"Bargaining for Eden often reads like a novel, filled with charming character portraits, even though some of the characters are less than charming. With an even hand, Trimble lays out the facts, and respectfully tells a story of people with values different from his, of opposing groups who can look at one piece of land and see two very different worlds of possibilities. Trimble’s style of journalism moves forward with the pacing of a soap opera, each chapter bringing forth new plot points and character quirks."
Audrey Webb, Earth Island Institute Journal
"Bargaining for Eden ultimately asks what we are doing as landowners, neighbors, and citizens to ensure that our changing communities are rooted in, not greed, but generosity."
Joshua Zaffos, ORION magazine
"A book about the real West. The author's construction of a second home in southern Utah's redrock country puts him at the virtual Center of the Universe of rural and public land politics—extraction vs. preservation, locals vs. transplants, conflict vs. consensus."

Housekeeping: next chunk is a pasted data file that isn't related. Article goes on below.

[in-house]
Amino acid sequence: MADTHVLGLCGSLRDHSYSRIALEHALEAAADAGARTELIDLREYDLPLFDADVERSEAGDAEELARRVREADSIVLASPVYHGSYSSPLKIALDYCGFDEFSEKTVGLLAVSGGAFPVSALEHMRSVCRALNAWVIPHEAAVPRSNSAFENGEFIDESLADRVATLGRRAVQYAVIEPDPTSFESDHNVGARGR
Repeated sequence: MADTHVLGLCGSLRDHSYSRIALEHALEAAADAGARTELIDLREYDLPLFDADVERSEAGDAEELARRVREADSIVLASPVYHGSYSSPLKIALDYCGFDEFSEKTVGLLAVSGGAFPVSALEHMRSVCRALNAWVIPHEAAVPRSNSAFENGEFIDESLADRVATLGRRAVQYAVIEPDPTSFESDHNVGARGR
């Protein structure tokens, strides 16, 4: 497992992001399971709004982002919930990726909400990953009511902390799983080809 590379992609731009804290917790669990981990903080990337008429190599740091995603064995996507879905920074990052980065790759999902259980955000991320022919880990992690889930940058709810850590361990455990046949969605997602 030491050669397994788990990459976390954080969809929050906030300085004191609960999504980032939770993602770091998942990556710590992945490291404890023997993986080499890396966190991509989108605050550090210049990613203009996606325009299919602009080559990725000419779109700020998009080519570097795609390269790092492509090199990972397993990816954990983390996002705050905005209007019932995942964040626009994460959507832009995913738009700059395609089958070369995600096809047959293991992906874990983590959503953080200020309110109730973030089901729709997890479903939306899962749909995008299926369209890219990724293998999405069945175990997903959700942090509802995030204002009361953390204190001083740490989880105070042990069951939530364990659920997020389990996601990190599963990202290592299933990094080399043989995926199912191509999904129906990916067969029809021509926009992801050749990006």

Janine Blaeloch, Western Lands Project Update
"This is an important book. In intertwining, frequently complex narratives, Trimble uses personal observation and metaphor to make larger points about the fast-changing West ....These are wise words, and one can imagine Wallace Stegner...would be proud."
Barry Scholl, Entrada Institute
Haynes & Gale Fuller, Eden, Utah, from "Bargaining for Eden"
Mt. Ogden and Snowbasin from Huntsville, Utah, from "Bargaining for Eden"
Finish line for the Men's Downhill at Snowbasin, 2002 Winter Olympics, from "Bargaining for Eden"
mural on grandstands, Snowbasin, 2002 Winter Olympics, from "Bargaining for Eden"
Wheeler Creek—reclaimed by local citizens in the 1930s, Snowbasin, Utah, from "Bargaining for Eden"
What is a mountain for? Resort construction beneath Strawberry Peak, Snowbasin, Utah, from "Bargaining for Eden"
What is a mesa for? Framing the perfect view for the author's bedroom, Torrey, Utah, from "Bargaining for Eden"
Hay barn, the Cockscomb, and Boulder Mountain—the view from the author's home, from "Bargaining for Eden"